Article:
Artificial Intelligence in the Workplace: What is at Stake for Workers?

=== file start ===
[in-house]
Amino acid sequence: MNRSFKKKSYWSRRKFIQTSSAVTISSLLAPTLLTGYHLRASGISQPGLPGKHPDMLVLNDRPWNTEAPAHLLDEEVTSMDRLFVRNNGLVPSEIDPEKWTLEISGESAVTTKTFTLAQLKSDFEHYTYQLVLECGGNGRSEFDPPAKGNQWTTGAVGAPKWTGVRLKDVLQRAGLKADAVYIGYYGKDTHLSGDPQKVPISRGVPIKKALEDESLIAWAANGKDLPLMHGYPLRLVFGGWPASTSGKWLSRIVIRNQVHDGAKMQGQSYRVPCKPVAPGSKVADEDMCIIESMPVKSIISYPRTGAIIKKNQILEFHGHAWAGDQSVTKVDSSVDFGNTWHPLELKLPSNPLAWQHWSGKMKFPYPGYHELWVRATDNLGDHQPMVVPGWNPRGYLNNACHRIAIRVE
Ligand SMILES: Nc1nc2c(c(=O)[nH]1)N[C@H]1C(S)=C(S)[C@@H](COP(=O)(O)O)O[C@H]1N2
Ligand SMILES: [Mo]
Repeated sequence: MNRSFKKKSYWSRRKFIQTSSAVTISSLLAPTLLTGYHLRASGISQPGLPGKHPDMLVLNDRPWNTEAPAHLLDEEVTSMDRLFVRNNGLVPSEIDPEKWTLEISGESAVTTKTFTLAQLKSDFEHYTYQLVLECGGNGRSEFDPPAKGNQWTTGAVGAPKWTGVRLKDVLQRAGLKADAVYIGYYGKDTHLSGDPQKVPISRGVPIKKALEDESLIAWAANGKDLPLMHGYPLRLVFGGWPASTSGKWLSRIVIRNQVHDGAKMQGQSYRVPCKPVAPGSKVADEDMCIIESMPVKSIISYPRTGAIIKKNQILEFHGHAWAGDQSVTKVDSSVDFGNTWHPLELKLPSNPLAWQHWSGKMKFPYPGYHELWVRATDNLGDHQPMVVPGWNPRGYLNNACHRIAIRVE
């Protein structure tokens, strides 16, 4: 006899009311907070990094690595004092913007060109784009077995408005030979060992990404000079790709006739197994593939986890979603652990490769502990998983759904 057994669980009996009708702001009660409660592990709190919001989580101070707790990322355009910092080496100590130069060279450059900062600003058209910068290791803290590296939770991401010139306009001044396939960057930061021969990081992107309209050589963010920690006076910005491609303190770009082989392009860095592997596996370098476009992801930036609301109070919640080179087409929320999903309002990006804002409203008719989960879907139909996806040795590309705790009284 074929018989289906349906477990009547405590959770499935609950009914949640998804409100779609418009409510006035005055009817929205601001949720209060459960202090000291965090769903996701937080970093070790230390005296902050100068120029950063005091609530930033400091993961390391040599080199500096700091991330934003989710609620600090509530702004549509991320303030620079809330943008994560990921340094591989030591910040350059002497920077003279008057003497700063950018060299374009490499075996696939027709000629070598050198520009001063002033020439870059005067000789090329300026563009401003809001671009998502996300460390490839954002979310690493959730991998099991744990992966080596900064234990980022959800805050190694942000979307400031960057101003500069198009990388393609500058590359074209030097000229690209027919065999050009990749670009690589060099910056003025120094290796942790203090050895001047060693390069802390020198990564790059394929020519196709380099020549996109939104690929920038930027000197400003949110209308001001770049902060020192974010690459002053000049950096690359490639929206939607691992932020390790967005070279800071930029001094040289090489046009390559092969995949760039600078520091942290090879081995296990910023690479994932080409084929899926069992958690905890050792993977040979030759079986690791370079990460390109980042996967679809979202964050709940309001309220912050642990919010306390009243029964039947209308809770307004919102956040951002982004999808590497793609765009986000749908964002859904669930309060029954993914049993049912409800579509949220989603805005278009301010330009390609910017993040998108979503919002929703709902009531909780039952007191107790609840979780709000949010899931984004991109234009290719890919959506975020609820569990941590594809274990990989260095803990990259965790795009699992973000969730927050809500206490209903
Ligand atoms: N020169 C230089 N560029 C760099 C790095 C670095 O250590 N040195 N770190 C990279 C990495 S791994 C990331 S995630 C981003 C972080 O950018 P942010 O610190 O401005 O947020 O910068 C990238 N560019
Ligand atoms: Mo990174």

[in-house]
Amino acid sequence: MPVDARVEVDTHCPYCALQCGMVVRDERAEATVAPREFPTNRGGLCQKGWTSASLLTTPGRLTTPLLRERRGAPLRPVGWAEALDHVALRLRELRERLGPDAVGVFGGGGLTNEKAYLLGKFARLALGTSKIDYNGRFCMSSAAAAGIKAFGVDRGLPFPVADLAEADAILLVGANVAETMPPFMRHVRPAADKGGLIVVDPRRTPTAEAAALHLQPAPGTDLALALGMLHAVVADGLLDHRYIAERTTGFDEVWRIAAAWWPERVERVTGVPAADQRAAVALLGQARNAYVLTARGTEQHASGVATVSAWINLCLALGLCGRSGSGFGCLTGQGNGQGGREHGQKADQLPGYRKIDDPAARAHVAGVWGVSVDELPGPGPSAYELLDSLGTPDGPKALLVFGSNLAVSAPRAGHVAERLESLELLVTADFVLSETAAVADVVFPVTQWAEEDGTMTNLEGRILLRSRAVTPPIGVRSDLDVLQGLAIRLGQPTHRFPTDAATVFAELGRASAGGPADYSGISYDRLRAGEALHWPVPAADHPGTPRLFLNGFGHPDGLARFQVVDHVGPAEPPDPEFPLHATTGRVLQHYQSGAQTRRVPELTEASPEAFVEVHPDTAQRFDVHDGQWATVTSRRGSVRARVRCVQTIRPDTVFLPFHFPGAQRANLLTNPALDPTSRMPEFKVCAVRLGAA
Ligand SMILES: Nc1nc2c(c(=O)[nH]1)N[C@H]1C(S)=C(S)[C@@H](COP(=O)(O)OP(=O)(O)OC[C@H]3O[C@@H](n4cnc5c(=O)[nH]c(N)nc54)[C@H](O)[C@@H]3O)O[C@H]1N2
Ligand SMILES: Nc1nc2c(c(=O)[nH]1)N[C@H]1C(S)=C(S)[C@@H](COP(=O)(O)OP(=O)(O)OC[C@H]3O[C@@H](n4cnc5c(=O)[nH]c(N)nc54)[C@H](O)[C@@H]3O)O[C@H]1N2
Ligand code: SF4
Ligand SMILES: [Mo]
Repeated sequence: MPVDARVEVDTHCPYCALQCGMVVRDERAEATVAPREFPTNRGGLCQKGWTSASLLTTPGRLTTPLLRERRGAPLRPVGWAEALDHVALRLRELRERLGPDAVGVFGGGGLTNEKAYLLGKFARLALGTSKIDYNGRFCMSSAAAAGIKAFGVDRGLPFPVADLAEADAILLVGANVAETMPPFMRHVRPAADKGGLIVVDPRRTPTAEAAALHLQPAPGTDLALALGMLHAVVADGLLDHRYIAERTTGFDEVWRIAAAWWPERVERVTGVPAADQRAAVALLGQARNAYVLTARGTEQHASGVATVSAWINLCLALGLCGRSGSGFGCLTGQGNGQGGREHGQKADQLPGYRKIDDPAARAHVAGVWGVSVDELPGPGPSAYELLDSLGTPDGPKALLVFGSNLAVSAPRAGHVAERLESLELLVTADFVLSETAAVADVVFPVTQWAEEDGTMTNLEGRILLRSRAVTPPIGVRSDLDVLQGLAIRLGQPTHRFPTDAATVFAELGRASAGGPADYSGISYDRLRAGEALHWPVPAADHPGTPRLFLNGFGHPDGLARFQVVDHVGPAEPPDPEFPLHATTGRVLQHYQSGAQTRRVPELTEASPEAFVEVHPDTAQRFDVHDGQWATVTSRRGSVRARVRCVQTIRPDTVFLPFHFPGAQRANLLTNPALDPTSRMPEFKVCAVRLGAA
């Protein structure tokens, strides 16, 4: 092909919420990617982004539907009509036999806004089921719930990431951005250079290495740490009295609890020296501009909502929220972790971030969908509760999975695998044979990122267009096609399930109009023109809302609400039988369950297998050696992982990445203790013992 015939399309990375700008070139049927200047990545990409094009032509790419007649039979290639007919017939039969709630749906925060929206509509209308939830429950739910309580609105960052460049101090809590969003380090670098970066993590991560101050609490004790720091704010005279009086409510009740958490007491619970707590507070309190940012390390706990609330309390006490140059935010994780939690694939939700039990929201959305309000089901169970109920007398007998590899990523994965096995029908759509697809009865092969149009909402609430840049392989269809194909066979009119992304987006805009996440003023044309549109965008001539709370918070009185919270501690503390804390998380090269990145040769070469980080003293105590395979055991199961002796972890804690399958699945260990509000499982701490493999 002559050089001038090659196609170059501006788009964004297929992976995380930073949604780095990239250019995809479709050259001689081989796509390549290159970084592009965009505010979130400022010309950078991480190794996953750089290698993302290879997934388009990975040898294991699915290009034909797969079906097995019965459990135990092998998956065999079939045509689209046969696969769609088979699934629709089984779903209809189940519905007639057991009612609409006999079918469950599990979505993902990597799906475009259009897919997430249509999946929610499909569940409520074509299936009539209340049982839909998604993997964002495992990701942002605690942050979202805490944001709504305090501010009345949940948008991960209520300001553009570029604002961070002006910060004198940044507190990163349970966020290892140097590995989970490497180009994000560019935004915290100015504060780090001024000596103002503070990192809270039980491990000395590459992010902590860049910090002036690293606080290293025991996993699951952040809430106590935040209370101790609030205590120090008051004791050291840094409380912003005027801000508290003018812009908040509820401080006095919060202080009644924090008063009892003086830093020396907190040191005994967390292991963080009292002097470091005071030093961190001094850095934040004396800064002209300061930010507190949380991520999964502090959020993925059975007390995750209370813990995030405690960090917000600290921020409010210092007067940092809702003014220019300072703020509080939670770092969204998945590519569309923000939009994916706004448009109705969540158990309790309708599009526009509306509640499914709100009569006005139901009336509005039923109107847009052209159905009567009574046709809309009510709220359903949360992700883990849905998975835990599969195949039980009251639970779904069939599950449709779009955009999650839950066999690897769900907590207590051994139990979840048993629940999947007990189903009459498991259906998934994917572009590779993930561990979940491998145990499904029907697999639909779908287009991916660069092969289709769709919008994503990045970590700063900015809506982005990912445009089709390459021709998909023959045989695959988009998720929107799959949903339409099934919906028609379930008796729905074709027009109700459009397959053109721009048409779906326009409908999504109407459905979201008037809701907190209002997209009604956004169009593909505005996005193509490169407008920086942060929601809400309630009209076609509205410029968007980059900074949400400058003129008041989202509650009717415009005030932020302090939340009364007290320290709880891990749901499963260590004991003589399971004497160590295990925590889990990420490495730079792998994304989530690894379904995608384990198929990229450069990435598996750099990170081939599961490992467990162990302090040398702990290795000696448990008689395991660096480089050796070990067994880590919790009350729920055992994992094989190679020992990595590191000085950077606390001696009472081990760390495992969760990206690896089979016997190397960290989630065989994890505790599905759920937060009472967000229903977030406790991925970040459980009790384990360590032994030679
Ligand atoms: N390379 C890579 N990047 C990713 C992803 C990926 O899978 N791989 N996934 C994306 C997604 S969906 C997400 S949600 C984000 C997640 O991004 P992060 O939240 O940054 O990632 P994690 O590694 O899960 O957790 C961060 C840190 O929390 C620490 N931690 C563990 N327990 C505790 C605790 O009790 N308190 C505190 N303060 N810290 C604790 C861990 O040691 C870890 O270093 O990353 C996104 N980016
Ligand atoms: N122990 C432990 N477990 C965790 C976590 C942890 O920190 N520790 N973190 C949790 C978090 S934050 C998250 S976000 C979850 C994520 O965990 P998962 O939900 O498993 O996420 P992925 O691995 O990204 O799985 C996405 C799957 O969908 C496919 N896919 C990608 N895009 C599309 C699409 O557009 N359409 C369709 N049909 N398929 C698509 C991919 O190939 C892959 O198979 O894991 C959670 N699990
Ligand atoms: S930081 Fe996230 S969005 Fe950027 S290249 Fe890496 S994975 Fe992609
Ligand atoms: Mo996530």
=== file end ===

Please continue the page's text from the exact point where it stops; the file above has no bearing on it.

Machines, both analog and digital, have been used over time to help workplace designers calculate outputs of work and, indeed, to replace work through automation, now, via the integration of artificial intelligence (AI) tools and applications. What types of “intelligence” are expected from technologies? How does management use personal data acquired by machines and make assumptions of respective types of intelligence? Data has been gathered from job candidates’ and workers’ activities over time, where even physical movements and sentiments, as well as precise social media use, are tracked. When “big data” is big enough, it is used to train algorithms that predict talents and capabilities; monitor performance; set and assess work outputs; link workers to clients; judge states of being and emotions; provide modular training on the factory floor; look for patterns across workforces; and more. How does AI become central to this process of decision-making? In this context, what risks do workers face today in the digitalized, AI-augmented workplace?